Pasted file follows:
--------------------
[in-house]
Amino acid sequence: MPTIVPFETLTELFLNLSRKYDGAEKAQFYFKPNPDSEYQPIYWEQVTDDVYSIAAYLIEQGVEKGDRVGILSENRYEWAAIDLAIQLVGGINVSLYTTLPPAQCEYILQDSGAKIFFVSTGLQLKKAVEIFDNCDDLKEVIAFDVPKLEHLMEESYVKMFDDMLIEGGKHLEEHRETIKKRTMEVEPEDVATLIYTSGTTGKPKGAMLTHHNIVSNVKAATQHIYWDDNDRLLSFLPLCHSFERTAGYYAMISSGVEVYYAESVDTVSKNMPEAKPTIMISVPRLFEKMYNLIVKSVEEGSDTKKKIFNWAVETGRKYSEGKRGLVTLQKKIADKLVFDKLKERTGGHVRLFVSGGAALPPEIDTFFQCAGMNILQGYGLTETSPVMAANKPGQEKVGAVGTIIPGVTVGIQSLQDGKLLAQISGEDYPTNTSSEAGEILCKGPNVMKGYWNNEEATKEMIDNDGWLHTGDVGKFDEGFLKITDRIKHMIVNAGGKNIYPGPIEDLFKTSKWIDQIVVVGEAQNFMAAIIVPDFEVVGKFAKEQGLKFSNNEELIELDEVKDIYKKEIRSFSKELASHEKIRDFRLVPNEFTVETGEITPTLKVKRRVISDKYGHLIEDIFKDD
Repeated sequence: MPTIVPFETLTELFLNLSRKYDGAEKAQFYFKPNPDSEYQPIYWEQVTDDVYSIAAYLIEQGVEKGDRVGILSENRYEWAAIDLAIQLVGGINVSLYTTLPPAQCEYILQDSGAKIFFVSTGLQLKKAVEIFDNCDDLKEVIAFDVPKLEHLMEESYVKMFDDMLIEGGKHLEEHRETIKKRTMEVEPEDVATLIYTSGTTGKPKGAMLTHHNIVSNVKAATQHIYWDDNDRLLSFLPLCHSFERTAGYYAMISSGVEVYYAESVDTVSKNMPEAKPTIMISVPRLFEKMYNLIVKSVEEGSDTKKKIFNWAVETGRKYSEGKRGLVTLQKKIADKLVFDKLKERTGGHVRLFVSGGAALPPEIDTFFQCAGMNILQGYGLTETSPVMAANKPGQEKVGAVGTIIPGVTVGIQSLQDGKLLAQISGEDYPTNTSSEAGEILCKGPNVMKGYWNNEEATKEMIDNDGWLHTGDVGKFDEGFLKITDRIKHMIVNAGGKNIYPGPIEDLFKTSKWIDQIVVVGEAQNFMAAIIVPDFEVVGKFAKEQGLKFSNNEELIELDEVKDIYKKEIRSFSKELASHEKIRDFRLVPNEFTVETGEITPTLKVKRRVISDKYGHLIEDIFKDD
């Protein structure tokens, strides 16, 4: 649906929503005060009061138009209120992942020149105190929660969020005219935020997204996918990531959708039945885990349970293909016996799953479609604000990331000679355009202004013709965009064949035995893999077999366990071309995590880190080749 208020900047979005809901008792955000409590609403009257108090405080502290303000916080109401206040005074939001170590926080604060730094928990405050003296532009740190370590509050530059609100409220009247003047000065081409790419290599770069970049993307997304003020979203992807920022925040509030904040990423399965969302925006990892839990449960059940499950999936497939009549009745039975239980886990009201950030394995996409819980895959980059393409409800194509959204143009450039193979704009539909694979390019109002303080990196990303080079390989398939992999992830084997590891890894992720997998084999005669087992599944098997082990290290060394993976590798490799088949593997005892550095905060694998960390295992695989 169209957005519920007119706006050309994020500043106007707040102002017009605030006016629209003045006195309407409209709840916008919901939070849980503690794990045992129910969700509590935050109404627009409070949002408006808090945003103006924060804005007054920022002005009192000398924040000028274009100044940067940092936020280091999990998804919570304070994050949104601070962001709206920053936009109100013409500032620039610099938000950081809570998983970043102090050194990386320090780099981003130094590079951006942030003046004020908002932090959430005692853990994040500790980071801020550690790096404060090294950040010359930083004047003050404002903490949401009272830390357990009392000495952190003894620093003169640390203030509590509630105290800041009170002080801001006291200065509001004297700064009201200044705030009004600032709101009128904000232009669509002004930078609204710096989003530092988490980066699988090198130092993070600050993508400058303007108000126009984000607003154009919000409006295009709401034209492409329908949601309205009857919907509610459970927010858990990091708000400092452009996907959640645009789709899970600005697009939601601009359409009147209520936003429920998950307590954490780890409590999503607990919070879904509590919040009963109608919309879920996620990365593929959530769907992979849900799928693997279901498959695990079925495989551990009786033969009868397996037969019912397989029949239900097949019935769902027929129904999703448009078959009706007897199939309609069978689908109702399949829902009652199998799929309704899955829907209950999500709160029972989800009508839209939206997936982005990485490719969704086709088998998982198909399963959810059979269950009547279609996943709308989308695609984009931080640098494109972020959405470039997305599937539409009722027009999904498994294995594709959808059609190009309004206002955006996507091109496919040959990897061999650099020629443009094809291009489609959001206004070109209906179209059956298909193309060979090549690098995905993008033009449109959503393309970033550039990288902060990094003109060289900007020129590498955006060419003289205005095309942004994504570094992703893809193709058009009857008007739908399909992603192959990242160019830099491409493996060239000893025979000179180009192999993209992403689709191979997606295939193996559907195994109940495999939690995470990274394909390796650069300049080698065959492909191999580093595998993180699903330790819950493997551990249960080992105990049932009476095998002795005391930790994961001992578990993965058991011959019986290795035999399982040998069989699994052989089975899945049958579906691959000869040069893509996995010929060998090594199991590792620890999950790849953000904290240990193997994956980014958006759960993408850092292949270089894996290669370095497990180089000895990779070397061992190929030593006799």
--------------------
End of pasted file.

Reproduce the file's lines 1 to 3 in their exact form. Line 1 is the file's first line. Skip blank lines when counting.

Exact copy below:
[in-house]
Amino acid sequence: MPTIVPFETLTELFLNLSRKYDGAEKAQFYFKPNPDSEYQPIYWEQVTDDVYSIAAYLIEQGVEKGDRVGILSENRYEWAAIDLAIQLVGGINVSLYTTLPPAQCEYILQDSGAKIFFVSTGLQLKKAVEIFDNCDDLKEVIAFDVPKLEHLMEESYVKMFDDMLIEGGKHLEEHRETIKKRTMEVEPEDVATLIYTSGTTGKPKGAMLTHHNIVSNVKAATQHIYWDDNDRLLSFLPLCHSFERTAGYYAMISSGVEVYYAESVDTVSKNMPEAKPTIMISVPRLFEKMYNLIVKSVEEGSDTKKKIFNWAVETGRKYSEGKRGLVTLQKKIADKLVFDKLKERTGGHVRLFVSGGAALPPEIDTFFQCAGMNILQGYGLTETSPVMAANKPGQEKVGAVGTIIPGVTVGIQSLQDGKLLAQISGEDYPTNTSSEAGEILCKGPNVMKGYWNNEEATKEMIDNDGWLHTGDVGKFDEGFLKITDRIKHMIVNAGGKNIYPGPIEDLFKTSKWIDQIVVVGEAQNFMAAIIVPDFEVVGKFAKEQGLKFSNNEELIELDEVKDIYKKEIRSFSKELASHEKIRDFRLVPNEFTVETGEITPTLKVKRRVISDKYGHLIEDIFKDD
Repeated sequence: MPTIVPFETLTELFLNLSRKYDGAEKAQFYFKPNPDSEYQPIYWEQVTDDVYSIAAYLIEQGVEKGDRVGILSENRYEWAAIDLAIQLVGGINVSLYTTLPPAQCEYILQDSGAKIFFVSTGLQLKKAVEIFDNCDDLKEVIAFDVPKLEHLMEESYVKMFDDMLIEGGKHLEEHRETIKKRTMEVEPEDVATLIYTSGTTGKPKGAMLTHHNIVSNVKAATQHIYWDDNDRLLSFLPLCHSFERTAGYYAMISSGVEVYYAESVDTVSKNMPEAKPTIMISVPRLFEKMYNLIVKSVEEGSDTKKKIFNWAVETGRKYSEGKRGLVTLQKKIADKLVFDKLKERTGGHVRLFVSGGAALPPEIDTFFQCAGMNILQGYGLTETSPVMAANKPGQEKVGAVGTIIPGVTVGIQSLQDGKLLAQISGEDYPTNTSSEAGEILCKGPNVMKGYWNNEEATKEMIDNDGWLHTGDVGKFDEGFLKITDRIKHMIVNAGGKNIYPGPIEDLFKTSKWIDQIVVVGEAQNFMAAIIVPDFEVVGKFAKEQGLKFSNNEELIELDEVKDIYKKEIRSFSKELASHEKIRDFRLVPNEFTVETGEITPTLKVKRRVISDKYGHLIEDIFKDD